Some Reasons to Keep Assertions And Their Implications/Entailments Distinct


September 23, 2016

Some of the great features of philosophy include its emphasis on clarity of concepts, careful delineation of premises, and logical rigor. Unfortunately, these qualities which serve to secure the high quality of discussion on the academic level are often lost on the popular level. The untoward result of this loss is that the quality of discussion on the popular-level becomes unnecessarily diminished.

One common instance of this occurring is through a person misrepresenting a belief by conflating the belief in question with an implication/entailment that the belief bares. This conflation is not only fallacious since it creates a straw man of whatever view it seeks to explain or critique, but it is also unhelpful to the conversation since it impedes its productivity.

Further, it does not necessarily follow that because a belief implies/entails some other position that therefore every adherent or any one particular adherent of that belief actually believes in the implication/entailment, even if they should.1 It’s possible that these people are simply unaware of what their beliefs imply/entail. They might also disagree that their beliefs actually bare the purported implication/ entailment. Whatever the case, we shouldn’t attribute to people a position they might not hold to.

Moreover, misrepresenting a concept in this way may indicate that we do not understand the concept we seek to explain or critique. As human beings who are limited both in our knowledge and ability to be infallibly rational, we are simply prone to committing these types of errors. In those cases where we do, in fact, err, we should take note of those factors which contributed to our misunderstanding and then take the appropriate steps against them.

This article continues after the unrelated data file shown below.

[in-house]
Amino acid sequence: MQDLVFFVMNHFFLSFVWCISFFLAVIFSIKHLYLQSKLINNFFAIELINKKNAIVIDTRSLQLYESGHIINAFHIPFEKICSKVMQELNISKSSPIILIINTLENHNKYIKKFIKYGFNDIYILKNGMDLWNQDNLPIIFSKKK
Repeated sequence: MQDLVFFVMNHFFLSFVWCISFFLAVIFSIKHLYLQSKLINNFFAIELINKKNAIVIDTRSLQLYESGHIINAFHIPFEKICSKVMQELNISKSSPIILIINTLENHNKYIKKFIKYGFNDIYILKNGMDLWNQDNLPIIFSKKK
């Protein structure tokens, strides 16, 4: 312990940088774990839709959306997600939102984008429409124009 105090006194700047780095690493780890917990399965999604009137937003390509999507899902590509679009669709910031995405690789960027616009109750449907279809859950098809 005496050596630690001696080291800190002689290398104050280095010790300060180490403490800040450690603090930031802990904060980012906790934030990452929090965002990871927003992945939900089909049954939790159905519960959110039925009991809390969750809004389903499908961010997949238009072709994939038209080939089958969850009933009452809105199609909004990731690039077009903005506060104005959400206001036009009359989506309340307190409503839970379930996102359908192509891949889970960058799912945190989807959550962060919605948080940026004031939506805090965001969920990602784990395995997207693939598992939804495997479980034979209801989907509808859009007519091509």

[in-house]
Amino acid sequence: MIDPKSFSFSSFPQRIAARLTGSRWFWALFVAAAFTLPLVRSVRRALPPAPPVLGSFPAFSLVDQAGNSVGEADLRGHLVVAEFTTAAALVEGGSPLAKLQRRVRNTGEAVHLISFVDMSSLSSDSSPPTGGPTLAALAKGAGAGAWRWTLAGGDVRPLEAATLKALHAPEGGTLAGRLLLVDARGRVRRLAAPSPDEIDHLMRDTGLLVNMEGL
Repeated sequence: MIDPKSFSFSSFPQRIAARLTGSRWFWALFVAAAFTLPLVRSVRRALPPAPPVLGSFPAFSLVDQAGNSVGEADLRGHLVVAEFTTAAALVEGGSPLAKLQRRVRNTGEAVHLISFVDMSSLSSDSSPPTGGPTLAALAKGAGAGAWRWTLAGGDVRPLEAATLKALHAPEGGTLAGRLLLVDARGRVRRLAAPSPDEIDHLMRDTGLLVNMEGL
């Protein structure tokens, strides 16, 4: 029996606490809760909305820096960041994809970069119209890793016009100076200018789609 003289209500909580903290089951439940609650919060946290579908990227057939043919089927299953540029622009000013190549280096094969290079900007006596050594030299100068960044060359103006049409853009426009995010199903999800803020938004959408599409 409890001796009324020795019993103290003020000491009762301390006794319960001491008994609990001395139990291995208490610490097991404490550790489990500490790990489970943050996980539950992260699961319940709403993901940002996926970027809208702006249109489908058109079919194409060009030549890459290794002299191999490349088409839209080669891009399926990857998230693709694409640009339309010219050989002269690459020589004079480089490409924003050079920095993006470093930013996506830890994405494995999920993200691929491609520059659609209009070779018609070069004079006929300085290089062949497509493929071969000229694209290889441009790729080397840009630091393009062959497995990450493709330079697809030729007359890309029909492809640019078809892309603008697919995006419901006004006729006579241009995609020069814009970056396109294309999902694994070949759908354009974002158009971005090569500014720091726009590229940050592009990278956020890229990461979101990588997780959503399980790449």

Finally, conflating a belief with an implication/entailment that the belief bares may actually counteract our efforts to persuade others to our own viewpoint. What needs to be understood here is that, in general, people are more receptive towards those whom they like.2 This is important because misrepresenting someone’s views may negatively influence their perception of you, which can lead them to becoming less receptive to whatever you’re saying. Granted, rejecting a viewpoint simply because we take issue with its adherents is not a good reason to reject it. We can also grant that, given the complexities of human behavior, that there are cases where its difficult not to offend someone despite our best efforts to not do so. The point here, however, is that when we are seeking to persuade others to our own viewpoint, we should not seek to offend them needlessly.

In sum, conflating a belief with an implication/entailment can stunt the productivity of a conversation, is logically fallacious, and may be a symptom of our own ignorance and/or lack of character with respect to a particular subject. That said, if the overall quality of the popular-level is to be preserved and not stifled by elementary errors, one of the things we can at least do is keep assertions distinct from their implications/entailments by clearly labeling them as such.


1Of course it could be true that one’s interlocutor does, in fact, believe in the purported entailment – one can give a formally invalid argument for a true conclusion, after all! The point here, however, is that a belief merely bearing an entailment does not guarantee that every adherent of that belief will also believe in the entailment.

2For further reading on the psychology of persuasion see Robert Cialdini, Influence: The Psychology of Persuasion.


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